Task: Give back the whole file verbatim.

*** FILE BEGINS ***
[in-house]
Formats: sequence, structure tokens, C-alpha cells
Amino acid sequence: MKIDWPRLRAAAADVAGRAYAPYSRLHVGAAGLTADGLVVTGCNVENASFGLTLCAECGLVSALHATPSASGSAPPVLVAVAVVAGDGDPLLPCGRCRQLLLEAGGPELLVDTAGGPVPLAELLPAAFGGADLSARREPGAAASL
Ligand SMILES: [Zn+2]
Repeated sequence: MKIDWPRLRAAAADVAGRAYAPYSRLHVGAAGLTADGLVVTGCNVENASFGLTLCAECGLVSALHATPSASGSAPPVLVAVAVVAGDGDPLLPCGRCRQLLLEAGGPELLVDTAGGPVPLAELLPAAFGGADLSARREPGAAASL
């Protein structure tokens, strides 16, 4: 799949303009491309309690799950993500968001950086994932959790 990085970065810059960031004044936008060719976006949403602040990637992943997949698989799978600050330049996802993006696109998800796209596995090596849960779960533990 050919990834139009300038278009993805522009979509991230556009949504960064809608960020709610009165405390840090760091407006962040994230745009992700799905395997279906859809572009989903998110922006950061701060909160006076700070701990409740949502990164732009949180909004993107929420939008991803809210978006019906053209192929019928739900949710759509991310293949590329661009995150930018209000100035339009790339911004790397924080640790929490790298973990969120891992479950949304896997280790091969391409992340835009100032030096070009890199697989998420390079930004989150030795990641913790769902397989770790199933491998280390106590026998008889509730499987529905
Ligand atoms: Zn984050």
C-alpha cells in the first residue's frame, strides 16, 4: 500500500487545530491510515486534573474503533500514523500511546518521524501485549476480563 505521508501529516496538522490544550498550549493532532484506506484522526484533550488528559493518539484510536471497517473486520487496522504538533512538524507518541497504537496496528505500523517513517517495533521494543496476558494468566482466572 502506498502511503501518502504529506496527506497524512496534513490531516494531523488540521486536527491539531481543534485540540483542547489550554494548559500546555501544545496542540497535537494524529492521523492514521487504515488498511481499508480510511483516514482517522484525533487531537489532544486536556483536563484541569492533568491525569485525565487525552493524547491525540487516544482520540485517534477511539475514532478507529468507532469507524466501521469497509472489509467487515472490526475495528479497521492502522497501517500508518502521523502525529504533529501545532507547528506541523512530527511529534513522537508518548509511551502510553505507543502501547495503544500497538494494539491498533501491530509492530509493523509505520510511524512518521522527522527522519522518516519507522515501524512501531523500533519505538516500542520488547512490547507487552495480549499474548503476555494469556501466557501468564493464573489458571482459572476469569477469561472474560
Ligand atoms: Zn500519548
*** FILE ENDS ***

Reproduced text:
[in-house]
Formats: sequence, structure tokens, C-alpha cells
Amino acid sequence: MKIDWPRLRAAAADVAGRAYAPYSRLHVGAAGLTADGLVVTGCNVENASFGLTLCAECGLVSALHATPSASGSAPPVLVAVAVVAGDGDPLLPCGRCRQLLLEAGGPELLVDTAGGPVPLAELLPAAFGGADLSARREPGAAASL
Ligand SMILES: [Zn+2]
Repeated sequence: MKIDWPRLRAAAADVAGRAYAPYSRLHVGAAGLTADGLVVTGCNVENASFGLTLCAECGLVSALHATPSASGSAPPVLVAVAVVAGDGDPLLPCGRCRQLLLEAGGPELLVDTAGGPVPLAELLPAAFGGADLSARREPGAAASL
């Protein structure tokens, strides 16, 4: 799949303009491309309690799950993500968001950086994932959790 990085970065810059960031004044936008060719976006949403602040990637992943997949698989799978600050330049996802993006696109998800796209596995090596849960779960533990 050919990834139009300038278009993805522009979509991230556009949504960064809608960020709610009165405390840090760091407006962040994230745009992700799905395997279906859809572009989903998110922006950061701060909160006076700070701990409740949502990164732009949180909004993107929420939008991803809210978006019906053209192929019928739900949710759509991310293949590329661009995150930018209000100035339009790339911004790397924080640790929490790298973990969120891992479950949304896997280790091969391409992340835009100032030096070009890199697989998420390079930004989150030795990641913790769902397989770790199933491998280390106590026998008889509730499987529905
Ligand atoms: Zn984050």
C-alpha cells in the first residue's frame, strides 16, 4: 500500500487545530491510515486534573474503533500514523500511546518521524501485549476480563 505521508501529516496538522490544550498550549493532532484506506484522526484533550488528559493518539484510536471497517473486520487496522504538533512538524507518541497504537496496528505500523517513517517495533521494543496476558494468566482466572 502506498502511503501518502504529506496527506497524512496534513490531516494531523488540521486536527491539531481543534485540540483542547489550554494548559500546555501544545496542540497535537494524529492521523492514521487504515488498511481499508480510511483516514482517522484525533487531537489532544486536556483536563484541569492533568491525569485525565487525552493524547491525540487516544482520540485517534477511539475514532478507529468507532469507524466501521469497509472489509467487515472490526475495528479497521492502522497501517500508518502521523502525529504533529501545532507547528506541523512530527511529534513522537508518548509511551502510553505507543502501547495503544500497538494494539491498533501491530509492530509493523509505520510511524512518521522527522527522519522518516519507522515501524512501531523500533519505538516500542520488547512490547507487552495480549499474548503476555494469556501466557501468564493464573489458571482459572476469569477469561472474560
Ligand atoms: Zn500519548